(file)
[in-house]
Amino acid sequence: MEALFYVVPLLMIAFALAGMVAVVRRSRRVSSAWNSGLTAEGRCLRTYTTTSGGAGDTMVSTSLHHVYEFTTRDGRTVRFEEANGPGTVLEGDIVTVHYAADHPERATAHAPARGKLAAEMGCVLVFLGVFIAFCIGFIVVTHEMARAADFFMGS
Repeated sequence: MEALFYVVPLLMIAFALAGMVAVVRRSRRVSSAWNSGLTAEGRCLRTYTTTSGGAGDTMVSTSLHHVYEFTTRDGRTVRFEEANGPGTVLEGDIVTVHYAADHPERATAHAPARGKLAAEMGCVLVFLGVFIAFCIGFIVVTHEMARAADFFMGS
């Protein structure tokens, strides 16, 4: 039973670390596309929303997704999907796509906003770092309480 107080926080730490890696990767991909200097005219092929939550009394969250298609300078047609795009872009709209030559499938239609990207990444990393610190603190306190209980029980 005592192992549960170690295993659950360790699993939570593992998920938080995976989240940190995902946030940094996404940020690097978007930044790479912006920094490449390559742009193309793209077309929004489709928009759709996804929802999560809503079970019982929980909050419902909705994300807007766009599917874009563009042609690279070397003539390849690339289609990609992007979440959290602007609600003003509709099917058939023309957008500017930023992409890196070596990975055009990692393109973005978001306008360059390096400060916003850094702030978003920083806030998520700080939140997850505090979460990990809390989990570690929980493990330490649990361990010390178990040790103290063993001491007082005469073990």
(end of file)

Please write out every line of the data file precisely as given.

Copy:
[in-house]
Amino acid sequence: MEALFYVVPLLMIAFALAGMVAVVRRSRRVSSAWNSGLTAEGRCLRTYTTTSGGAGDTMVSTSLHHVYEFTTRDGRTVRFEEANGPGTVLEGDIVTVHYAADHPERATAHAPARGKLAAEMGCVLVFLGVFIAFCIGFIVVTHEMARAADFFMGS
Repeated sequence: MEALFYVVPLLMIAFALAGMVAVVRRSRRVSSAWNSGLTAEGRCLRTYTTTSGGAGDTMVSTSLHHVYEFTTRDGRTVRFEEANGPGTVLEGDIVTVHYAADHPERATAHAPARGKLAAEMGCVLVFLGVFIAFCIGFIVVTHEMARAADFFMGS
């Protein structure tokens, strides 16, 4: 039973670390596309929303997704999907796509906003770092309480 107080926080730490890696990767991909200097005219092929939550009394969250298609300078047609795009872009709209030559499938239609990207990444990393610190603190306190209980029980 005592192992549960170690295993659950360790699993939570593992998920938080995976989240940190995902946030940094996404940020690097978007930044790479912006920094490449390559742009193309793209077309929004489709928009759709996804929802999560809503079970019982929980909050419902909705994300807007766009599917874009563009042609690279070397003539390849690339289609990609992007979440959290602007609600003003509709099917058939023309957008500017930023992409890196070596990975055009990692393109973005978001306008360059390096400060916003850094702030978003920083806030998520700080939140997850505090979460990990809390989990570690929980493990330490649990361990010390178990040790103290063993001491007082005469073990």